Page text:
Hundreds Of Millions Of Dollars Won For Injured New Yorkers

  1. Home
  2. Workers' Compensation
  3. Will Wearable Devices Reduce Workers’ Comp Claims?

Will Wearable Devices Reduce Workers’ Comp Claims?

by | Feb 15, 2016 | In the News, Workers' Compensation

If you work in the manufacturing industry, you may have heard about the various products on the market that are designed to promote safety in the workplace, for example, wearable devices, some of which come in the form of vests and belt clips.

These wearable safety devices are intended to improve workplace safety, reduce injuries and fatalities, and as a bonus to employers, reduce workers’ compensation claims.

In February 2015, American Insurance Group Inc. announced its “strategic investment” in Human Condition Safety, based out of New York. This startup company is piloting sensor technology which is designed to:

  • Identify workers’ potential injuries
  • Reduce frequency of workers’ comp clams
  • Reduce the severity of workers’ injuries

Currently, Target Corp. and BP P.L.C. are using sleep and activity tracking devices to promote good habits among their workers, and now experts are saying that more employers are interested in having their workers use wearables to prevent work-related injuries.

Advocates of wearables believe that AIG’s deal will only enhance that interest among other employers.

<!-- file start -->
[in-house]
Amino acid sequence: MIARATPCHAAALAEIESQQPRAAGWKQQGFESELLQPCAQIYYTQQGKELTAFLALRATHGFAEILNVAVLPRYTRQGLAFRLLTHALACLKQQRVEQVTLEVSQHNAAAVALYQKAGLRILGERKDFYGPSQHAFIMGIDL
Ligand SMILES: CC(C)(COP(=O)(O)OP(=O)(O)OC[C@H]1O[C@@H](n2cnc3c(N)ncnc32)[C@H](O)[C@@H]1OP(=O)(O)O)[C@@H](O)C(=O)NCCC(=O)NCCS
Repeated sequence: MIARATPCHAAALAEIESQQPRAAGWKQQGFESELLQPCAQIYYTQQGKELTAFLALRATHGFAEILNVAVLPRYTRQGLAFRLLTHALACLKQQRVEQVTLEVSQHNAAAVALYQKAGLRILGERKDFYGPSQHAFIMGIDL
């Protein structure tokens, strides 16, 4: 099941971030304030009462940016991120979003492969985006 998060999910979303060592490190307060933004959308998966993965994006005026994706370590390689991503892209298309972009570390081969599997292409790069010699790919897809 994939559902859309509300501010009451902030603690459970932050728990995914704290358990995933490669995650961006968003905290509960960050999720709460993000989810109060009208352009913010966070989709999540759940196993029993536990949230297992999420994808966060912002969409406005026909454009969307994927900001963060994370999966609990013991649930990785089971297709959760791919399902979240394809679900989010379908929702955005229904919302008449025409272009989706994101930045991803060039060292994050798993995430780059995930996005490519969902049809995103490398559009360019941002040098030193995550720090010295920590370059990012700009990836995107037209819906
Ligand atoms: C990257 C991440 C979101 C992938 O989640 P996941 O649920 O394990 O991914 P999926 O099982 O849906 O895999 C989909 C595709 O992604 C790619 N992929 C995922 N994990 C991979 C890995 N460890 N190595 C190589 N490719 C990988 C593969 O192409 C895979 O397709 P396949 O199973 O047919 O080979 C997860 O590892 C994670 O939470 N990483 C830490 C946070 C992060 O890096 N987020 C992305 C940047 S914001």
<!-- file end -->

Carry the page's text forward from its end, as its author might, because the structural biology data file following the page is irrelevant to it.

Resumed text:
Paul Braun, the managing director of casualty claims at Aon Global Risk Consulting in Los Angeles said that in the future, AIG could end up promoting these wearable safety devices the same way Allstate Insurance Co. promotes the Drivewise device.

With the Drivewise device, a driver plugs it into their vehicle allowing them to earn rewards for driving safely, such as abiding the speed limit and avoiding slamming on their brakes.

“There’s a real benefit here, both from a financial standpoint in terms of reducing the cost of risk and improving the quality of someone’s work experience,” said Lex Baugh, president of global casualty for AIG.

Sources in the insurance agency expect to see more widespread adoption of these safety devices, especially in the next two to three years. It’s happening rather fast, and time will tell if they actually prevent work-related injuries.

Injured in a work-related accident? Get the facts about your rights and legal options and call Katz, Leidman, Freund & Herman​ for a free consultation.